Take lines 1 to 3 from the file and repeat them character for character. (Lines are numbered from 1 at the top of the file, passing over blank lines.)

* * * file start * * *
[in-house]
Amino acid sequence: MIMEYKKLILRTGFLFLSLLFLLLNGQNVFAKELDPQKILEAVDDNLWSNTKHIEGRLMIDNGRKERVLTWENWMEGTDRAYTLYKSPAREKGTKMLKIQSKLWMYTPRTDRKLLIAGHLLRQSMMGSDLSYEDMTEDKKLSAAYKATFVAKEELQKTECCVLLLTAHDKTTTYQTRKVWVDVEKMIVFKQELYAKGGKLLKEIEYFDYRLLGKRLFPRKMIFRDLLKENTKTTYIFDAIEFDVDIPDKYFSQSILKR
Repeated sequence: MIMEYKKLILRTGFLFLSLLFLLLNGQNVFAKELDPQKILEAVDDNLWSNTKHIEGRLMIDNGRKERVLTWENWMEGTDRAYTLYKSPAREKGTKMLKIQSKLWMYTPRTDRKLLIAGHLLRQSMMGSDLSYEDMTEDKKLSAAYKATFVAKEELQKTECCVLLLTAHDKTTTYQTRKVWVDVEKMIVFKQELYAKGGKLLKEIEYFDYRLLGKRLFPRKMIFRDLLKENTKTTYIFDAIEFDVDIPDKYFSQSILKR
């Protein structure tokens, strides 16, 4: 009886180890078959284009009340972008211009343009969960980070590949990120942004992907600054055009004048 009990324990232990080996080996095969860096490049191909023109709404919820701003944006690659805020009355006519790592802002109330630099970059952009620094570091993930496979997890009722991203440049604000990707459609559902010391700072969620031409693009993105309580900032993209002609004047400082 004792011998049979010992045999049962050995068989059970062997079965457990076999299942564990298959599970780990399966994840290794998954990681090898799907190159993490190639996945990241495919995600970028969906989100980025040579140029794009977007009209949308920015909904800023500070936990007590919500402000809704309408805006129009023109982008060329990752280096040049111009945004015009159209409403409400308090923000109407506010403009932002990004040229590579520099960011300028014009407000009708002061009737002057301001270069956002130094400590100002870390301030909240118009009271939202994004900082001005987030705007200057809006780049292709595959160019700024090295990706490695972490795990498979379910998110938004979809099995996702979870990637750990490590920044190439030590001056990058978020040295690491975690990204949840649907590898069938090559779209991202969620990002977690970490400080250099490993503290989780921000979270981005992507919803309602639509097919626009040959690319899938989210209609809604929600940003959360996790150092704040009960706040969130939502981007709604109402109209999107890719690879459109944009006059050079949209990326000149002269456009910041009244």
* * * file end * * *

[in-house]
Amino acid sequence: MIMEYKKLILRTGFLFLSLLFLLLNGQNVFAKELDPQKILEAVDDNLWSNTKHIEGRLMIDNGRKERVLTWENWMEGTDRAYTLYKSPAREKGTKMLKIQSKLWMYTPRTDRKLLIAGHLLRQSMMGSDLSYEDMTEDKKLSAAYKATFVAKEELQKTECCVLLLTAHDKTTTYQTRKVWVDVEKMIVFKQELYAKGGKLLKEIEYFDYRLLGKRLFPRKMIFRDLLKENTKTTYIFDAIEFDVDIPDKYFSQSILKR
Repeated sequence: MIMEYKKLILRTGFLFLSLLFLLLNGQNVFAKELDPQKILEAVDDNLWSNTKHIEGRLMIDNGRKERVLTWENWMEGTDRAYTLYKSPAREKGTKMLKIQSKLWMYTPRTDRKLLIAGHLLRQSMMGSDLSYEDMTEDKKLSAAYKATFVAKEELQKTECCVLLLTAHDKTTTYQTRKVWVDVEKMIVFKQELYAKGGKLLKEIEYFDYRLLGKRLFPRKMIFRDLLKENTKTTYIFDAIEFDVDIPDKYFSQSILKR